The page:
I guess from this side of the pond with our highly enlightened stance on gender equality, it’s pretty easy to throw stones. But then I took off my rose-colored glasses and inspected our record. This coming new year, 2007, will be the first time a woman will take the helm of one of America’s major orchestras. (I use size and budget to make that determination of “major.” Anne Manson is in her fourth year as Music Director of the Kansas City Symphony and JoAnn Falletta is making fabulous recordings as the leader of the Buffalo Philharmonic.)
Notable in Marin Alsop’s rise to Music Director of the Baltimore Symphony is that she made it after several musician’s revolted over her appointment. The argument was not about Alsop’s qualifications, but that the search process was not exhausted. Was the almost premature ending of the process by the board a way to cut to the chase and finally push a woman forward?
Without being able to answer that for sure, I then took a look at our own society’s preparedness to be led by someone in a skirt. I had a laugh listening to All Things Considered the other day when the topic was Are U.S. Voters Ready to Elect a Woman President? Much of the conversation centered around what the leader would wear and how she would make herself look tough as the Commander-in-Chief. Someone commented, “Women are either Vogue models or an un-made bed.” Now that doesn’t leave much room for a gal to become the Leader of the Free World!
But back to music, Marin Alsop told Fred Child in a recent interview that she really doesn’t have much perspective on an orchestra’s relationship to a woman over a man. So she continues to work on what she does have perspective on: her conducting technique. She tries to de-genderize it, making her gestures not about being a man or a woman, but about music making.
That may be why thirty years ago, the groundbreaking woman in my field, Doriot Anthony Dwyer - who traces her lineage back to the suffragist Susan B. Anthony – was able to convince the all-male Boston Symphony Orchestra audition committee to grant her the honor of being the first woman to hold a principal chair in a major symphony orchestra. She was just the best at playing the flute, it turns out, and whether that meant her music had a feminine touch or not seemed beside the point.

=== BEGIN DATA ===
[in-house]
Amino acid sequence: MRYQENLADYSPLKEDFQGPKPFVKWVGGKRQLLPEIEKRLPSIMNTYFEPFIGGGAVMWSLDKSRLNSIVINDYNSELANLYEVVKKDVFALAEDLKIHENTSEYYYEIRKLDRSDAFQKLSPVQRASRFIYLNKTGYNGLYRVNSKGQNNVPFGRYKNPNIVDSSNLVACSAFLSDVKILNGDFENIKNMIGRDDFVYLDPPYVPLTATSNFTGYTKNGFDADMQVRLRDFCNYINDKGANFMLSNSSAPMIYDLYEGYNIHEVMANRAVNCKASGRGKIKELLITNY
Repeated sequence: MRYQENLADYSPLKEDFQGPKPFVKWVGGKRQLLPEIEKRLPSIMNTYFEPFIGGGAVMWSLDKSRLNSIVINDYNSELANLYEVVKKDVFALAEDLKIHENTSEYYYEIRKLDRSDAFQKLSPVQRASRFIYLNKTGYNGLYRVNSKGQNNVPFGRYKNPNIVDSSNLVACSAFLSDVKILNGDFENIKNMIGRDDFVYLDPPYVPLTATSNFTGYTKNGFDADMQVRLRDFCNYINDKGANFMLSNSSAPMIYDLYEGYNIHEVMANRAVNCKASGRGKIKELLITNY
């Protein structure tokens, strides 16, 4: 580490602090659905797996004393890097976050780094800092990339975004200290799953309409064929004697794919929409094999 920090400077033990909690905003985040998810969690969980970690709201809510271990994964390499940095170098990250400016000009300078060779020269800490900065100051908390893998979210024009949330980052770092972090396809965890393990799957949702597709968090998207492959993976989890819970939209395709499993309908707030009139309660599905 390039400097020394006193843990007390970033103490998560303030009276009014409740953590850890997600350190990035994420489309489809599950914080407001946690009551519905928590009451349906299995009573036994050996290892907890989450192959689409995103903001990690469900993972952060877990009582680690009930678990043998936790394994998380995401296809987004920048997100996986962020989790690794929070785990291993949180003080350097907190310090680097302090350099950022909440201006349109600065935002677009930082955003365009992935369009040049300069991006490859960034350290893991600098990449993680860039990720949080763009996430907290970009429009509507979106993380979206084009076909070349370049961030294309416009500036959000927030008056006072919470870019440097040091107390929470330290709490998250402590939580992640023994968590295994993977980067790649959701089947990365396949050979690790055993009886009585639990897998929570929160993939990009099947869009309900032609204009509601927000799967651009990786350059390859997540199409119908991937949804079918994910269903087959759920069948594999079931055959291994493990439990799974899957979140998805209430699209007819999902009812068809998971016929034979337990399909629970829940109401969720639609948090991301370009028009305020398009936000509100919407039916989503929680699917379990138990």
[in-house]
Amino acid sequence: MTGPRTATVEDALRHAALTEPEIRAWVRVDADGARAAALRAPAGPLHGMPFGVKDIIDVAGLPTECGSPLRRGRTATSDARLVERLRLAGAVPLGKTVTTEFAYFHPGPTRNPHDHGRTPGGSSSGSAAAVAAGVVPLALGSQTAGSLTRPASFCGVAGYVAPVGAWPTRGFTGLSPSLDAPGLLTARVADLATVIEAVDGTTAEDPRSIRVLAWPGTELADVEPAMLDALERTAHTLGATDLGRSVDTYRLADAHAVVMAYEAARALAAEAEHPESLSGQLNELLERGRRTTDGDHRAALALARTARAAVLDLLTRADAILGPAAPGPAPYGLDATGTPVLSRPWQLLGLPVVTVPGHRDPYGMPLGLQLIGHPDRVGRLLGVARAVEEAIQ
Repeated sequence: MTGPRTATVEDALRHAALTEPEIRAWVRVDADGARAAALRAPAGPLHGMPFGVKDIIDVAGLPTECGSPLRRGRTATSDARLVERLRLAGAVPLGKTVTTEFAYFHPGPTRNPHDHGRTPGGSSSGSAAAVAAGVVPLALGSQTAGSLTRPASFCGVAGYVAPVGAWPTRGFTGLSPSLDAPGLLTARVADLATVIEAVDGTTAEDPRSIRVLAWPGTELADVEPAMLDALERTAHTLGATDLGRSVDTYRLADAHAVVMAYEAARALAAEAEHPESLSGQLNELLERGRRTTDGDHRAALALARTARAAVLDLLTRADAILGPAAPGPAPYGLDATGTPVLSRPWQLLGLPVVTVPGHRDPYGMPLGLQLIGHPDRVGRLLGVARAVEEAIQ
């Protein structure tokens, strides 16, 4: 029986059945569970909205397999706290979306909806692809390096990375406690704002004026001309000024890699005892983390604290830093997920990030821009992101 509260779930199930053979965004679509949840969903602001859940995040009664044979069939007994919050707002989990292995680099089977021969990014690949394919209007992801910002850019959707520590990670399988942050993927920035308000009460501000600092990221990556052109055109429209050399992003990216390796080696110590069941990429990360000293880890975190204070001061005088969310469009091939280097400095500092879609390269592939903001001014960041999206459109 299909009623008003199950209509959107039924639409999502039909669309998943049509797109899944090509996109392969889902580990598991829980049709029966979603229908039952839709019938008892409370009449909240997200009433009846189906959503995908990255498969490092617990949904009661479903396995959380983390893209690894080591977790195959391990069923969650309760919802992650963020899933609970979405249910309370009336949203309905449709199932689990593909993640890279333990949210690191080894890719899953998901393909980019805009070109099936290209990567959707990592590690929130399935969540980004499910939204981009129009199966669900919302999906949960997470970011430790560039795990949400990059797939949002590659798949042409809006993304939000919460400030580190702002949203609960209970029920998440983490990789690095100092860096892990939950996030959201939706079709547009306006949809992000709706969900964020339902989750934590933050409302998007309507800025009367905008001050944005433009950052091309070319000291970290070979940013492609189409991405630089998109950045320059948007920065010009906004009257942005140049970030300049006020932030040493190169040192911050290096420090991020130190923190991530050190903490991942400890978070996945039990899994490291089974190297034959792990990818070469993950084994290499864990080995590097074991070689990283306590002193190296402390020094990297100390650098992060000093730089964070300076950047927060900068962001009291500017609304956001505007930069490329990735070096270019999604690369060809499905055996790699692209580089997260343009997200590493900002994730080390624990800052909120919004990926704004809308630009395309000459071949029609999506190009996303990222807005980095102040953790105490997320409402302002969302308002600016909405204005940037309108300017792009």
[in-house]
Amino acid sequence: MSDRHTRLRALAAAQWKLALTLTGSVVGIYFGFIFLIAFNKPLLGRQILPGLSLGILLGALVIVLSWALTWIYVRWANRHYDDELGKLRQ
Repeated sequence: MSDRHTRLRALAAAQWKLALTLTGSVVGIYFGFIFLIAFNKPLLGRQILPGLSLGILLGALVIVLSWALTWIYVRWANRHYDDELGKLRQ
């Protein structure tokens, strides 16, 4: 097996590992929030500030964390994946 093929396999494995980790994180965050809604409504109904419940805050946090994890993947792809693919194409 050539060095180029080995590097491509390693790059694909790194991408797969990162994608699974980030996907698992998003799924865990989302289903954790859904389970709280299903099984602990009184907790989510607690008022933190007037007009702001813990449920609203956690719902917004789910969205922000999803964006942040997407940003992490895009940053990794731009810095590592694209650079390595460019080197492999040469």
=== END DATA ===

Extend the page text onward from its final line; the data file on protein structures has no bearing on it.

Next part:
Maybe those guys over in Vienna might take some more chances with women; maybe even hold a couple of blind auditions and see if what they’re hearing is good music making regardless of whose making the music. It might take them (and us it seems) some getting used to seeing a woman up there in action, but we’re a little over 50% of the population and we probably have something valuable to add to the mix!
Posted at 2:46 PM on December 28, 2006
by Don Lee
Every now and again someone will argue that the term "classical music" needs to be replaced. Strictly speaking, it applies only to the late 18th century, the time of Haydn and Mozart, the "classical" era. Categorically speaking, it applies to everything from Gregorian chant to Lou Harrison's Concerto for Piano with Gamelan.
But practically speaking, we all know what we're talking about when we use the words "classical music."
Or do we?
Billboard magazine has shown once again that the general public's understanding of the term is different from one that a regular visitor to Orchestra Hall would use. On Billboard's just-published list of top classical albums of the year are Sting, Josh Groban and Sarah Brightman. It's hard to argue with the way Sting is categorized; his newest album features music by John Dowland, after all. As to Groban and Brightman, I suppose it's the soaring vocal lines over string (or string-like) accompaniment that qualify their recordings as classical.
I bring all of this up not because the distinction matters, but because I think it's interesting to talk about. If you say that Dowland's "Flow My Tears" is classical, can you say--on a purely musical basis--that Lloyd Webber's "Pie Jesu" is not?